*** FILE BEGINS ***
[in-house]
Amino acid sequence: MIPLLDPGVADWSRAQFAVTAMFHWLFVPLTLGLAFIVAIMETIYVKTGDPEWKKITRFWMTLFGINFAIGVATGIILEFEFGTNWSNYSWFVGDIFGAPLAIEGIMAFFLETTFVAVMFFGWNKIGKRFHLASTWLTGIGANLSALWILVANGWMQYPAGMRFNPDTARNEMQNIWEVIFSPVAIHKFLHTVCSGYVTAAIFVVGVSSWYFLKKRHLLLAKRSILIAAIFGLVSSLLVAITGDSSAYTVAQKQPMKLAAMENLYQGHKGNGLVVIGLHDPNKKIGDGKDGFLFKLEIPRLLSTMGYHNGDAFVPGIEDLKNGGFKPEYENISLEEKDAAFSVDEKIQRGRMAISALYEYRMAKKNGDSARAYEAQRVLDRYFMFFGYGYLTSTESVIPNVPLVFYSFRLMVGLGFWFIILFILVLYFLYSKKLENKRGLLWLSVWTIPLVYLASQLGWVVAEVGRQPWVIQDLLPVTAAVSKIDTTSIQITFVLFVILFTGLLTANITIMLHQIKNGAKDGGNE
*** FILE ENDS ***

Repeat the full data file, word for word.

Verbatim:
[in-house]
Amino acid sequence: MIPLLDPGVADWSRAQFAVTAMFHWLFVPLTLGLAFIVAIMETIYVKTGDPEWKKITRFWMTLFGINFAIGVATGIILEFEFGTNWSNYSWFVGDIFGAPLAIEGIMAFFLETTFVAVMFFGWNKIGKRFHLASTWLTGIGANLSALWILVANGWMQYPAGMRFNPDTARNEMQNIWEVIFSPVAIHKFLHTVCSGYVTAAIFVVGVSSWYFLKKRHLLLAKRSILIAAIFGLVSSLLVAITGDSSAYTVAQKQPMKLAAMENLYQGHKGNGLVVIGLHDPNKKIGDGKDGFLFKLEIPRLLSTMGYHNGDAFVPGIEDLKNGGFKPEYENISLEEKDAAFSVDEKIQRGRMAISALYEYRMAKKNGDSARAYEAQRVLDRYFMFFGYGYLTSTESVIPNVPLVFYSFRLMVGLGFWFIILFILVLYFLYSKKLENKRGLLWLSVWTIPLVYLASQLGWVVAEVGRQPWVIQDLLPVTAAVSKIDTTSIQITFVLFVILFTGLLTANITIMLHQIKNGAKDGGNE